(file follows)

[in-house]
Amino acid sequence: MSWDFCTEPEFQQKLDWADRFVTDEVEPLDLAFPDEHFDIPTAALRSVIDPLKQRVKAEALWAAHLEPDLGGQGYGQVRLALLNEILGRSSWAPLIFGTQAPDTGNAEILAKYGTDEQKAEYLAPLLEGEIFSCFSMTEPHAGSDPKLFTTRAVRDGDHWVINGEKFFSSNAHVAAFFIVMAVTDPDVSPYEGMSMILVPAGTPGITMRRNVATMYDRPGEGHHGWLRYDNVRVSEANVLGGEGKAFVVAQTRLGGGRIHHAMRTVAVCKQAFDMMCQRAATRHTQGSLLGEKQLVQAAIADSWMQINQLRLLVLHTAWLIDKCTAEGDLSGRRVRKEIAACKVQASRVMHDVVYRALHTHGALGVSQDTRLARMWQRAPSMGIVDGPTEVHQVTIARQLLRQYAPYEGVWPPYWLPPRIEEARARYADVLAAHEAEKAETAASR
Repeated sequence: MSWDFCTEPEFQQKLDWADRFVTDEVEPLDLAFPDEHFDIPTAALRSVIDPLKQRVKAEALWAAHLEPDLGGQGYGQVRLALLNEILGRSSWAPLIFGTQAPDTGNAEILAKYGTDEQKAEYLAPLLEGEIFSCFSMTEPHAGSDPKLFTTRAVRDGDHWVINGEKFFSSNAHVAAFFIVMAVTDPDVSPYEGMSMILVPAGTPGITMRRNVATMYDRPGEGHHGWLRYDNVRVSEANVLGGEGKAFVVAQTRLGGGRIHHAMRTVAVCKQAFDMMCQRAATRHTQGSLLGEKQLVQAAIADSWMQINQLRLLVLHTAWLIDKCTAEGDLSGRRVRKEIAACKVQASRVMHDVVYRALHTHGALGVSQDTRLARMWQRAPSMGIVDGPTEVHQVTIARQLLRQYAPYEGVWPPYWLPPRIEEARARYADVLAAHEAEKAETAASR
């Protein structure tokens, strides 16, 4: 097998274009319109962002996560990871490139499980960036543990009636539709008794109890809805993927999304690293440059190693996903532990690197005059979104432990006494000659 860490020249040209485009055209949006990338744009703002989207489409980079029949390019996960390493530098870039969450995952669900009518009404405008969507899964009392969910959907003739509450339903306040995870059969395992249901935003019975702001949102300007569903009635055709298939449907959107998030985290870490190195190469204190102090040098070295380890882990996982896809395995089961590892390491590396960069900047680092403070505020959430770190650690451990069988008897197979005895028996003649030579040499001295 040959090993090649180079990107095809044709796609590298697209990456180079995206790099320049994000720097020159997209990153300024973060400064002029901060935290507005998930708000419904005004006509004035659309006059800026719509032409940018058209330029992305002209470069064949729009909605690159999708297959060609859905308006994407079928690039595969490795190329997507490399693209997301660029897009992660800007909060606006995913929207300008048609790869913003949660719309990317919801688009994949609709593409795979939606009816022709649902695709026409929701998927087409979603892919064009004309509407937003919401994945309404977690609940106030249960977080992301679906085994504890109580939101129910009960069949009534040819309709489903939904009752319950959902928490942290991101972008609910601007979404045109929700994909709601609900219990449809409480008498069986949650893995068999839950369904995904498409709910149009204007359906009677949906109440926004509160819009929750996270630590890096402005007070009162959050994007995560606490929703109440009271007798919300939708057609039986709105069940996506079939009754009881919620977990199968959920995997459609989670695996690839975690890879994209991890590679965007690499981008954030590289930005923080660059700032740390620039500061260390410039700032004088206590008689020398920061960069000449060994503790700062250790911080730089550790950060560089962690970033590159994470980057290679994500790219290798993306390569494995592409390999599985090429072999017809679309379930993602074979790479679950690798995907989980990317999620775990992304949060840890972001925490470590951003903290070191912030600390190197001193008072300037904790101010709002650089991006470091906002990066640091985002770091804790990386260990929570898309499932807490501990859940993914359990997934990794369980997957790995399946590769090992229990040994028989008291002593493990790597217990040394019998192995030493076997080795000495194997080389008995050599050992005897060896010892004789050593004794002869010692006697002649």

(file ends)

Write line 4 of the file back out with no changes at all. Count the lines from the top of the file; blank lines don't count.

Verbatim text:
């Protein structure tokens, strides 16, 4: 097998274009319109962002996560990871490139499980960036543990009636539709008794109890809805993927999304690293440059190693996903532990690197005059979104432990006494000659 860490020249040209485009055209949006990338744009703002989207489409980079029949390019996960390493530098870039969450995952669900009518009404405008969507899964009392969910959907003739509450339903306040995870059969395992249901935003019975702001949102300007569903009635055709298939449907959107998030985290870490190195190469204190102090040098070295380890882990996982896809395995089961590892390491590396960069900047680092403070505020959430770190650690451990069988008897197979005895028996003649030579040499001295 040959090993090649180079990107095809044709796609590298697209990456180079995206790099320049994000720097020159997209990153300024973060400064002029901060935290507005998930708000419904005004006509004035659309006059800026719509032409940018058209330029992305002209470069064949729009909605690159999708297959060609859905308006994407079928690039595969490795190329997507490399693209997301660029897009992660800007909060606006995913929207300008048609790869913003949660719309990317919801688009994949609709593409795979939606009816022709649902695709026409929701998927087409979603892919064009004309509407937003919401994945309404977690609940106030249960977080992301679906085994504890109580939101129910009960069949009534040819309709489903939904009752319950959902928490942290991101972008609910601007979404045109929700994909709601609900219990449809409480008498069986949650893995068999839950369904995904498409709910149009204007359906009677949906109440926004509160819009929750996270630590890096402005007070009162959050994007995560606490929703109440009271007798919300939708057609039986709105069940996506079939009754009881919620977990199968959920995997459609989670695996690839975690890879994209991890590679965007690499981008954030590289930005923080660059700032740390620039500061260390410039700032004088206590008689020398920061960069000449060994503790700062250790911080730089550790950060560089962690970033590159994470980057290679994500790219290798993306390569494995592409390999599985090429072999017809679309379930993602074979790479679950690798995907989980990317999620775990992304949060840890972001925490470590951003903290070191912030600390190197001193008072300037904790101010709002650089991006470091906002990066640091985002770091804790990386260990929570898309499932807490501990859940993914359990997934990794369980997957790995399946590769090992229990040994028989008291002593493990790597217990040394019998192995030493076997080795000495194997080389008995050599050992005897060896010892004789050593004794002869010692006697002649």